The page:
The Algerian National People's Army (ENPA), which plays an important role in Algeria's domestic and foreign policy, has sought to defuse recent tensions with neighbouring Morocco in the editorial of the latest issue of its monthly magazine, El Djeich.
After the show of force of Algeria's first military parade for independence in 33 years in early July, the Defence General Staff, led by Saïd Chengriha, seems to accept the hand extended by the Moroccan monarch, Mohammed VI, in his last speech on the feast of the throne.
Chengriha's earlier messages hinted that tensions between the two countries could escalate in the near future. Rumours of the stationing of S-350 missile systems in the northwest of the country did not help, nor did the official confirmation of Desert Shield manoeuvres with Russia just 50 km from the Moroccan border. All this, coupled with the French colonial power's 60th anniversary parade, with a parade of S-300 systems, raised the tone of discord. Morocco and Algeria have been going through a difficult time in their relationship since the breakdown of official talks almost a year ago, followed by the non-renewal of Morocco's concession to transport gas through the Maghreb-Europe pipeline. However, Chengriha's latest move calls for calm, both internally and externally in Algeria.
The August issue of the magazine is headed by a message signed by the magazine's editor, "général-major" Mabrouk Saba, who states that the Independence Day parade "carried a message to the Algerian people, first of all to reassure them, but also to the outside world to demonstrate that the sophisticated equipment with which our army is equipped is destined exclusively for the defence of the homeland, as General Saïd Chengriha, Chief of Staff of the National People's Army, recalled".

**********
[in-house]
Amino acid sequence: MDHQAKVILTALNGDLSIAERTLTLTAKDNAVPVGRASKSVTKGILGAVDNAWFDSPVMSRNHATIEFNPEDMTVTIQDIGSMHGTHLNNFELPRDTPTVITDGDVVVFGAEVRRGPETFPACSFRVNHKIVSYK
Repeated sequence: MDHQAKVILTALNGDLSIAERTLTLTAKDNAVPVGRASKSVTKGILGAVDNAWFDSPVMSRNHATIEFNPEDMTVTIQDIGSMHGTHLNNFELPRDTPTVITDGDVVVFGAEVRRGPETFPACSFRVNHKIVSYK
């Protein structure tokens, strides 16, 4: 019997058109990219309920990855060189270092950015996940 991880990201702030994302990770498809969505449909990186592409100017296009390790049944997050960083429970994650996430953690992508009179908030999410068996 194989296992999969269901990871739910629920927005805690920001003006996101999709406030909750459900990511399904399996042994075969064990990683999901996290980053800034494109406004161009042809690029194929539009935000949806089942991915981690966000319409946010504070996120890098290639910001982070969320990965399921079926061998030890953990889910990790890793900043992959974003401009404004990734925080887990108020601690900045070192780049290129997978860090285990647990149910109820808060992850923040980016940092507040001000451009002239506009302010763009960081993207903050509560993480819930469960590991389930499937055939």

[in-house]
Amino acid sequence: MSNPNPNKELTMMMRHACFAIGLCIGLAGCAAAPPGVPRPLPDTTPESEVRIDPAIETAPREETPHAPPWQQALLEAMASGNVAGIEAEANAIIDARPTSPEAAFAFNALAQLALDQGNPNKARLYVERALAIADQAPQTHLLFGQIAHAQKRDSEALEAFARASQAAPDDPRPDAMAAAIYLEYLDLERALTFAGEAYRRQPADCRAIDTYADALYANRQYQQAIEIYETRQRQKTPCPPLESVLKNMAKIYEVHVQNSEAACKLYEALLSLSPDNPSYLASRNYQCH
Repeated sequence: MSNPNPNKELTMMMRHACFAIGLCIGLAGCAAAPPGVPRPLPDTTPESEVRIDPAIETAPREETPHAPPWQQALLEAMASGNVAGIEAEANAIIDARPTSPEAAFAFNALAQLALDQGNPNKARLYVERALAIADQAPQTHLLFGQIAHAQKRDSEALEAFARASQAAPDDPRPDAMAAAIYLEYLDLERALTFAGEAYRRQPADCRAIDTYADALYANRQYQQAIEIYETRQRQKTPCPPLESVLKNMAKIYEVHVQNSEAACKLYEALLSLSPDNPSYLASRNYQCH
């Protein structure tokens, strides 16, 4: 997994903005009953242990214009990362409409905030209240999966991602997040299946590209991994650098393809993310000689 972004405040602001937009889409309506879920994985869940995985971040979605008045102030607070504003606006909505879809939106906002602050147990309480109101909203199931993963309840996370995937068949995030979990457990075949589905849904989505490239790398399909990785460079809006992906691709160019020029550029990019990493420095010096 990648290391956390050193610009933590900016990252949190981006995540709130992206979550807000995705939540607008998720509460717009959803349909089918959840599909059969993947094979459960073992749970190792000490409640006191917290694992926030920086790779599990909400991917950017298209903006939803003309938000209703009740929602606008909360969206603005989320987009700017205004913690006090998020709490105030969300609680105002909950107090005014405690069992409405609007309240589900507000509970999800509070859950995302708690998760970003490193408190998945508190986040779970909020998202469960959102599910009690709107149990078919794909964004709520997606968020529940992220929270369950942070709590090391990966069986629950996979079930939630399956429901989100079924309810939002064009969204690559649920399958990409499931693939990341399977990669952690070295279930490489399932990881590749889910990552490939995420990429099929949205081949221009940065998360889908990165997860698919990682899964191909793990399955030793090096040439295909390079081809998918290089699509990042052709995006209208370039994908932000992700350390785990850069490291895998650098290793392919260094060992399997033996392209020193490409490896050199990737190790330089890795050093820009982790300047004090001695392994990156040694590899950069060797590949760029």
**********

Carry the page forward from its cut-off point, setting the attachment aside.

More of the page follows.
According to international observers quoted in several North African media, these declarations emanating from the Algerian military leadership could mean the end of the military's blockade of diplomatic relations with neighbouring Morocco. They coincide with the words of King Mohammed VI during the feast of the Throne, when he invited the Algerian government to "work to establish normal relations between two brotherly peoples who are united by historical ties and a common destiny".
According to analyses by the US think tank Carnegie Center, in 2018 the Algerian military regained the political power that former president Bouteflika had taken away from it in the twilight of the civil war of the 1990s. Since then, with the reforms of former Chief of Defence Staff Ahmed Gaïd Salah, who transferred intelligence agencies to the armed forces, the presidency and political forces have lacked the tools to counter the military's influence.
According to the same sources, it is often the military itself that strains diplomatic relations with Morocco. Various sources quoted by the daily Jeune Afrique have always described General Chengriha as fervently anti-Moroccan from the beginning of his military career to the present day.
It remains to be hoped that this change of course on the part of the Algerian military leadership will materialise in a clear intention to resume diplomatic relations with Morocco and put an end to the situation of military escalation that is driving the successive arms purchases by two countries that see their defence budgets grow every year and block the possibilities of collaboration and economic cooperation for the development of a key region in the Mediterranean basin.